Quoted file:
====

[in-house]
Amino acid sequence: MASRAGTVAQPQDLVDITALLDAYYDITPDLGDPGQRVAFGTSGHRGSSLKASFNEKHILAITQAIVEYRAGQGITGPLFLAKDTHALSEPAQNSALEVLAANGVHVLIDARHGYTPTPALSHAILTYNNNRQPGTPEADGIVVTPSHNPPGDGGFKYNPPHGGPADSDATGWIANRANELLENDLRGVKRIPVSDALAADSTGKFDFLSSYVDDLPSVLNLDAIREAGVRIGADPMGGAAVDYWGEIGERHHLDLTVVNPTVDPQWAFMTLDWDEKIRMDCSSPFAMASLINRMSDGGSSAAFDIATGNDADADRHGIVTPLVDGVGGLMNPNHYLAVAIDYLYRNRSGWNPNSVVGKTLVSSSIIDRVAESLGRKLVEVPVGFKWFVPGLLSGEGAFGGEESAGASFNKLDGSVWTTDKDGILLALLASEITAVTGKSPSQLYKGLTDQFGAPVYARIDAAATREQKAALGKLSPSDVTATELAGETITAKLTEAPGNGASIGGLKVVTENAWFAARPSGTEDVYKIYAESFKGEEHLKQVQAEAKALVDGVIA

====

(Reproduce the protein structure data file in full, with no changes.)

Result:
[in-house]
Amino acid sequence: MASRAGTVAQPQDLVDITALLDAYYDITPDLGDPGQRVAFGTSGHRGSSLKASFNEKHILAITQAIVEYRAGQGITGPLFLAKDTHALSEPAQNSALEVLAANGVHVLIDARHGYTPTPALSHAILTYNNNRQPGTPEADGIVVTPSHNPPGDGGFKYNPPHGGPADSDATGWIANRANELLENDLRGVKRIPVSDALAADSTGKFDFLSSYVDDLPSVLNLDAIREAGVRIGADPMGGAAVDYWGEIGERHHLDLTVVNPTVDPQWAFMTLDWDEKIRMDCSSPFAMASLINRMSDGGSSAAFDIATGNDADADRHGIVTPLVDGVGGLMNPNHYLAVAIDYLYRNRSGWNPNSVVGKTLVSSSIIDRVAESLGRKLVEVPVGFKWFVPGLLSGEGAFGGEESAGASFNKLDGSVWTTDKDGILLALLASEITAVTGKSPSQLYKGLTDQFGAPVYARIDAAATREQKAALGKLSPSDVTATELAGETITAKLTEAPGNGASIGGLKVVTENAWFAARPSGTEDVYKIYAESFKGEEHLKQVQAEAKALVDGVIA